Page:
Adam Peck, Bay Area, Berkeley, Bonnie and Clyde, Bonnie Parker, Clyde Barrow, independent theatre, indie theatre, Joe Estlack, Kimberley Dooley, Mark Jackson, Megan Trout, playwright, Shotgun Players, Theatre review
“You and me
We’re in this together now
None of them can stop us now
We will make it through somehow
You and me
Even after everything
You’re the Queen and I’m the King
Nothing else means anything”
– Nine Inch Nails, “We’re in this Together”, The Fragile (1999)
A recurring theme in the story of outlaws is that time is running out. Even when they aren’t cast as the villains of their own story, the destiny of the outlaw is rarely a happy ending. After all, they are – as the very term implies – breaking the law; they have violated the contract with society at large and are expected to be held accountable. Even those who might be considered noble, if not simply right (Nat Turner, William Wallace, Joan of Arc, Saul of Tarsus) found themselves each meeting a grisly end in their respective folktales. Indeed, it seems that unless your name is “Robin Hood”, being an outlaw in popular culture means that your days are numbered.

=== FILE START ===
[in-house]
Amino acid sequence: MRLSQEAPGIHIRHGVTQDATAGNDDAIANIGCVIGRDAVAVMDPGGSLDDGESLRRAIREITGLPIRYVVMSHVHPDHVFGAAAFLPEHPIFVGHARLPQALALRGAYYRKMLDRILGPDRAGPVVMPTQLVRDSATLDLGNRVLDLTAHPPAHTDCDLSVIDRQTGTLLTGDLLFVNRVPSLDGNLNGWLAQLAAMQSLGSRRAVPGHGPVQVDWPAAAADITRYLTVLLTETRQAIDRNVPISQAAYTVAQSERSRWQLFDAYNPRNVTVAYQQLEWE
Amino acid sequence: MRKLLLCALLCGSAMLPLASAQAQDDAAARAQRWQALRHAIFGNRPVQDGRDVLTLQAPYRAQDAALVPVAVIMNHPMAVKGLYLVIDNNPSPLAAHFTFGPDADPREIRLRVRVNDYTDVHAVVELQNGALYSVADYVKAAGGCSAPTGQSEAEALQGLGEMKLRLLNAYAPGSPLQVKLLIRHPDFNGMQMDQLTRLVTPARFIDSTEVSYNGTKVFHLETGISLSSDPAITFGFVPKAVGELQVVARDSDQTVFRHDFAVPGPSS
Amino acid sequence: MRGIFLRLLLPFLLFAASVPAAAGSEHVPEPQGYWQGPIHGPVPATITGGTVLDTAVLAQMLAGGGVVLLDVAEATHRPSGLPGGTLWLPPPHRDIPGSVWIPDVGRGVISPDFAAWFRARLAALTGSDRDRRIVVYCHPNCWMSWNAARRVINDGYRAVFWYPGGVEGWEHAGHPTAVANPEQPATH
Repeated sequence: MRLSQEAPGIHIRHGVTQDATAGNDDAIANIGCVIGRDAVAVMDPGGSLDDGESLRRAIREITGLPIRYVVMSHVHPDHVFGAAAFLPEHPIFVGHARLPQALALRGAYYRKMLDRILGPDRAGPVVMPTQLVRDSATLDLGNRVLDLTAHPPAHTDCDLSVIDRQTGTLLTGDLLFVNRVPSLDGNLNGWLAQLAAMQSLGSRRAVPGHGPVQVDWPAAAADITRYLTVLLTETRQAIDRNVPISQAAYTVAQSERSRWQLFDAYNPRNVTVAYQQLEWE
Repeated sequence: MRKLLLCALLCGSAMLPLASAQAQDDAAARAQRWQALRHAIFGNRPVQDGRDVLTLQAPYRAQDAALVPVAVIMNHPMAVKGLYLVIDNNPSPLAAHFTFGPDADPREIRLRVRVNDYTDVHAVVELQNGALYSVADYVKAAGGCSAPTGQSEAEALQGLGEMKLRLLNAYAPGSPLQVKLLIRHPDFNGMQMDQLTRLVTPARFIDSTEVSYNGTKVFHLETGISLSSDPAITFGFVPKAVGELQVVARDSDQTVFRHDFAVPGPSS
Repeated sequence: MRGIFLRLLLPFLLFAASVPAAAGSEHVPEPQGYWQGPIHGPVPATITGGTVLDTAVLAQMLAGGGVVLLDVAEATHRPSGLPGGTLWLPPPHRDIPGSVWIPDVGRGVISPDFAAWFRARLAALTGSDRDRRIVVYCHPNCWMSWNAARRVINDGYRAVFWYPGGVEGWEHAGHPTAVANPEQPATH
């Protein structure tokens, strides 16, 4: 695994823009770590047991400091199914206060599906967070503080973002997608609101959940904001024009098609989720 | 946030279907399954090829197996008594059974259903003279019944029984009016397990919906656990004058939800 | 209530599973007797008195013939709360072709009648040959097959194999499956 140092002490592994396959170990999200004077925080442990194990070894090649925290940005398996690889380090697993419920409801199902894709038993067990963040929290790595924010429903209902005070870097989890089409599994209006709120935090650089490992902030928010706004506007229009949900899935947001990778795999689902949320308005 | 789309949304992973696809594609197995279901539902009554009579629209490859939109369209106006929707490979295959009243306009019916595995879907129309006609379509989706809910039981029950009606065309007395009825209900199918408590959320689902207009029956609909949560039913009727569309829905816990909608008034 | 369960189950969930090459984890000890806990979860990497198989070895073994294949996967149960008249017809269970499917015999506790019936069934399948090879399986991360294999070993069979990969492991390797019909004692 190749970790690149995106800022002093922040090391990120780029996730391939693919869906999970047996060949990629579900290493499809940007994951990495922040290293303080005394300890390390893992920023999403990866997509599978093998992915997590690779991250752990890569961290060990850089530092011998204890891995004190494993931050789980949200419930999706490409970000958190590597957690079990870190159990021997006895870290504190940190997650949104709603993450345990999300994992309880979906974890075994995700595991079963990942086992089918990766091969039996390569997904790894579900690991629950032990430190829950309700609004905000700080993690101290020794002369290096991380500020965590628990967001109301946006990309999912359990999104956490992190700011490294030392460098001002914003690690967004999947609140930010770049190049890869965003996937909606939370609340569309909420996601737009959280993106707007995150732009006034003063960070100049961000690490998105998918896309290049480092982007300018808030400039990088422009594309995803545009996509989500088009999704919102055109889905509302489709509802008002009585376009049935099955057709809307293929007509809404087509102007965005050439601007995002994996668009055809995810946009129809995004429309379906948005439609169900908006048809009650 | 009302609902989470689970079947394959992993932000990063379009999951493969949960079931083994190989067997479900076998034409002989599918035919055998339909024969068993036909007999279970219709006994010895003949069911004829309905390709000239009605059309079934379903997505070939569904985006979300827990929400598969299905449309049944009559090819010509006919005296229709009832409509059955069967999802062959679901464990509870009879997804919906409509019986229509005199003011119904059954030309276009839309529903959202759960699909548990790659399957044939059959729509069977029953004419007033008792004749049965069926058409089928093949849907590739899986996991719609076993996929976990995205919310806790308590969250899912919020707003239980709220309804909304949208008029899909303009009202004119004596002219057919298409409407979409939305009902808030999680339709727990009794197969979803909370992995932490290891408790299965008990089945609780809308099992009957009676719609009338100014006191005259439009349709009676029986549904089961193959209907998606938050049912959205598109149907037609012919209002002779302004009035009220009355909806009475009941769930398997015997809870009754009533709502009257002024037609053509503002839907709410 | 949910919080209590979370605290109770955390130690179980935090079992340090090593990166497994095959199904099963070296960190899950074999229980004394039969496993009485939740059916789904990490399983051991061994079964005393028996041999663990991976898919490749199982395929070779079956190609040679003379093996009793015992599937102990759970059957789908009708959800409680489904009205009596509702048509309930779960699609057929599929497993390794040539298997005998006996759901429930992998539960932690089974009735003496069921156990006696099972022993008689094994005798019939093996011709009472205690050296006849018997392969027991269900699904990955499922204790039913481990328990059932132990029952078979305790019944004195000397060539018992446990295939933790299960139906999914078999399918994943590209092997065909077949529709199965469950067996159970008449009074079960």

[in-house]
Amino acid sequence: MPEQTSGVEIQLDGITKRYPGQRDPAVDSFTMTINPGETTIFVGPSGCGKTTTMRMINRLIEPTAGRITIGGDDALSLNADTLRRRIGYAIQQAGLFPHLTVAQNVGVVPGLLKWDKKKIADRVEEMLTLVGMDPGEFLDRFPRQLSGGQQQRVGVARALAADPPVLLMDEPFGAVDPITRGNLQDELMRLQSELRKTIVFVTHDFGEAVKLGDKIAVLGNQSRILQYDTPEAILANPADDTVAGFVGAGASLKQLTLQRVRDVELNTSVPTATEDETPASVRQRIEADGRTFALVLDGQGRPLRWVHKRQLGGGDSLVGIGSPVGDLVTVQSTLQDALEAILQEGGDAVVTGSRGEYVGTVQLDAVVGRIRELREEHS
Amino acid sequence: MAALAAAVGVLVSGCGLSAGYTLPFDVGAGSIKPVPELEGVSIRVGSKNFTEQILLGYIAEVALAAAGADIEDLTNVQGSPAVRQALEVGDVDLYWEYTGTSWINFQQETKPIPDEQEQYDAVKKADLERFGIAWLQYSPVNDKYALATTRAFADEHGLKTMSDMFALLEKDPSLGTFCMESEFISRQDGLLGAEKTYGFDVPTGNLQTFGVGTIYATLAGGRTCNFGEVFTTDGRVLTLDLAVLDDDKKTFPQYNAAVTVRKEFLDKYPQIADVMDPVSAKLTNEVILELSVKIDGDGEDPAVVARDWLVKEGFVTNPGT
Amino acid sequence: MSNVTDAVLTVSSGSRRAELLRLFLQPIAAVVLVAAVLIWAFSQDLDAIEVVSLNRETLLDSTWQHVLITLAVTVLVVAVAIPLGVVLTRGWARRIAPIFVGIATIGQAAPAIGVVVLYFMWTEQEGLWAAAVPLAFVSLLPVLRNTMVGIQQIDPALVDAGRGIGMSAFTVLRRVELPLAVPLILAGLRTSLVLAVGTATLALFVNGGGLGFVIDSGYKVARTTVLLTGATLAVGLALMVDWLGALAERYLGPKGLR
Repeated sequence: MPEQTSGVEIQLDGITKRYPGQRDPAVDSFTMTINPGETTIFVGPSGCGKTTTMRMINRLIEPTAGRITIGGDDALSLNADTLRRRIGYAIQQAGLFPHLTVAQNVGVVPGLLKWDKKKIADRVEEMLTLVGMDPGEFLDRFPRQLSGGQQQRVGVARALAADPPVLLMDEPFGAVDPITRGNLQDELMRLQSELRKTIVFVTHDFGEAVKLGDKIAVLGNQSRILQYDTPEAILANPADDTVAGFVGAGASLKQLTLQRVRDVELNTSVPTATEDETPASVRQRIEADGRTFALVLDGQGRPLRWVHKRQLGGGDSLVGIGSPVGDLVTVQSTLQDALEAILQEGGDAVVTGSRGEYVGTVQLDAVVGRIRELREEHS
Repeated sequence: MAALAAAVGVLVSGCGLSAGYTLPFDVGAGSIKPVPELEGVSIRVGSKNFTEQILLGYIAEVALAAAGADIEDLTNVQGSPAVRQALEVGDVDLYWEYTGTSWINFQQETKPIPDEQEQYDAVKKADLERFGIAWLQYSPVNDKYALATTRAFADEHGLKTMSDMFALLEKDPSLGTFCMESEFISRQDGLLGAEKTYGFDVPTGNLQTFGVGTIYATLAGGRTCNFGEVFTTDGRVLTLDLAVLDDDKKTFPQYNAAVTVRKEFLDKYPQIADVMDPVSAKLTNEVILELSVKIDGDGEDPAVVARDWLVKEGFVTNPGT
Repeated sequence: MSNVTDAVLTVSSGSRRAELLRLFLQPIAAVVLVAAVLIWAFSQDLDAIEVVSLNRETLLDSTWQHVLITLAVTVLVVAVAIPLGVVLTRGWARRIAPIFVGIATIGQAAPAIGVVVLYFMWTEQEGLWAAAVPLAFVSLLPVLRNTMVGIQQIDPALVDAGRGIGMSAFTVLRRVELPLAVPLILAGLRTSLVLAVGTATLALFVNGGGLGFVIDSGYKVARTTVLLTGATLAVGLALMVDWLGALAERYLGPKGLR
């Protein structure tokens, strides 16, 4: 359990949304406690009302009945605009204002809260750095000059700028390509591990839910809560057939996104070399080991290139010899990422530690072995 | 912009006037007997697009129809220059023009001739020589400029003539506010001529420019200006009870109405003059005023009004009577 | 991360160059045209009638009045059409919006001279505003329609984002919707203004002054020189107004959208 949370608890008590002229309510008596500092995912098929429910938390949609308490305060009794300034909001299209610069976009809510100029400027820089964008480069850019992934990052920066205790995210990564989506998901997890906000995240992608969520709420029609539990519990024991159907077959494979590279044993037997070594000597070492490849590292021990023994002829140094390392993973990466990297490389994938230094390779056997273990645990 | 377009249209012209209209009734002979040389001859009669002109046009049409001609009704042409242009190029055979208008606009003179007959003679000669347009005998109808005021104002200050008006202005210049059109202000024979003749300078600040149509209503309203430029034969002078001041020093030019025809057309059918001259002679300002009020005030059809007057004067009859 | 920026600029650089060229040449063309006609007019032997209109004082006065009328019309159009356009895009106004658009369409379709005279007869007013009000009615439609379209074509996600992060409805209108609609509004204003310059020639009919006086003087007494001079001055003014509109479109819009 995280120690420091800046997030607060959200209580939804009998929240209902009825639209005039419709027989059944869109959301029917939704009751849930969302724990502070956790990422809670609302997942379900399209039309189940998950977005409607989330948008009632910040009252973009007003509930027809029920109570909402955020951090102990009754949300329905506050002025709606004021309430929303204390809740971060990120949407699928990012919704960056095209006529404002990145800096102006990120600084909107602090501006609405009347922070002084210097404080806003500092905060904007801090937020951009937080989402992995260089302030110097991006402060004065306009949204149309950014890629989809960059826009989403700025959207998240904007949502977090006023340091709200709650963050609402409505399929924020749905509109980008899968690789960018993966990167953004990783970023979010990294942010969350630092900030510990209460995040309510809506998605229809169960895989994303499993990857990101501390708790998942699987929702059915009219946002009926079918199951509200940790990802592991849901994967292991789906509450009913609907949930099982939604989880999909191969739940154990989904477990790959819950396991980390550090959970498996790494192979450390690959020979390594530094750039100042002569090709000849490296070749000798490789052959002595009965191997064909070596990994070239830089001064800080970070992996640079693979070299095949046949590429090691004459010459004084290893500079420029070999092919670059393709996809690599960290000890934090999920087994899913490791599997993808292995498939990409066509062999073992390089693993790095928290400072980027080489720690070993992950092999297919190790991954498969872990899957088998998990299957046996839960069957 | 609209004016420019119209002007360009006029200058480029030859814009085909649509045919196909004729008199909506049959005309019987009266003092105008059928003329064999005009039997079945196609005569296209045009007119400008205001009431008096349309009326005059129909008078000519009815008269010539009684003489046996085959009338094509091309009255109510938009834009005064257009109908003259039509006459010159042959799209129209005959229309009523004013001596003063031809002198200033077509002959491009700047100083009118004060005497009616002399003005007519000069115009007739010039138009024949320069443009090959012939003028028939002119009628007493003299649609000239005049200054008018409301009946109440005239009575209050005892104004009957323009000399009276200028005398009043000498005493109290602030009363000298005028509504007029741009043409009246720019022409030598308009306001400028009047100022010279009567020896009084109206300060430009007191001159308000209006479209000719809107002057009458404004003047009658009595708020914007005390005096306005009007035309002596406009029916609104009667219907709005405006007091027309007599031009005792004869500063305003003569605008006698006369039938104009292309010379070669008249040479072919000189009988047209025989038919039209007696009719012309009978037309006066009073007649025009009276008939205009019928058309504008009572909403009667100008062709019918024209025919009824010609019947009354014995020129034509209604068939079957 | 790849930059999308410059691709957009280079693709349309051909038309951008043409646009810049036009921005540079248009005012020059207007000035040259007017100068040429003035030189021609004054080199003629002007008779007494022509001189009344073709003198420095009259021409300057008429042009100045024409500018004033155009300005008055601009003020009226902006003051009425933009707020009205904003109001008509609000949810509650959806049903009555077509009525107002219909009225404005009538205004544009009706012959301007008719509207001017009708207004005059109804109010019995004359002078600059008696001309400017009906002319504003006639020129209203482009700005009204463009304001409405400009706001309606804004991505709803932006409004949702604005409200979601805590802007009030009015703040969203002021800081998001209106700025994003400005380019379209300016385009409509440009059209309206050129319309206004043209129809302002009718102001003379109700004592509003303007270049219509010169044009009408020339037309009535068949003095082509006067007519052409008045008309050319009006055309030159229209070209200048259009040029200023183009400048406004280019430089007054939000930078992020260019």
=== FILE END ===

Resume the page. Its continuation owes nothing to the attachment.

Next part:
I bring this up for two reasons: 1) a date with destiny is a recurring theme in Adam Peck’s Bonnie & Clyde, currently directed by Mark Jackson for Shotgun Players in Berkeley; and 2) because the production will end tomorrow night and I feel a bit late-to-the-game reviewing it now, having finally seen it last night. Peck, a Bristol-based playwright, sets his tale of the Depression-era outlaws in an unspecified time late in their infamy. Nevertheless, the ominous visions to which the audience is privy leave little doubt that the couple’s bullet-ridden fate is not far off. Clyde seems possessed of some precognitive power that allows him to see the final shooting in graphic detail.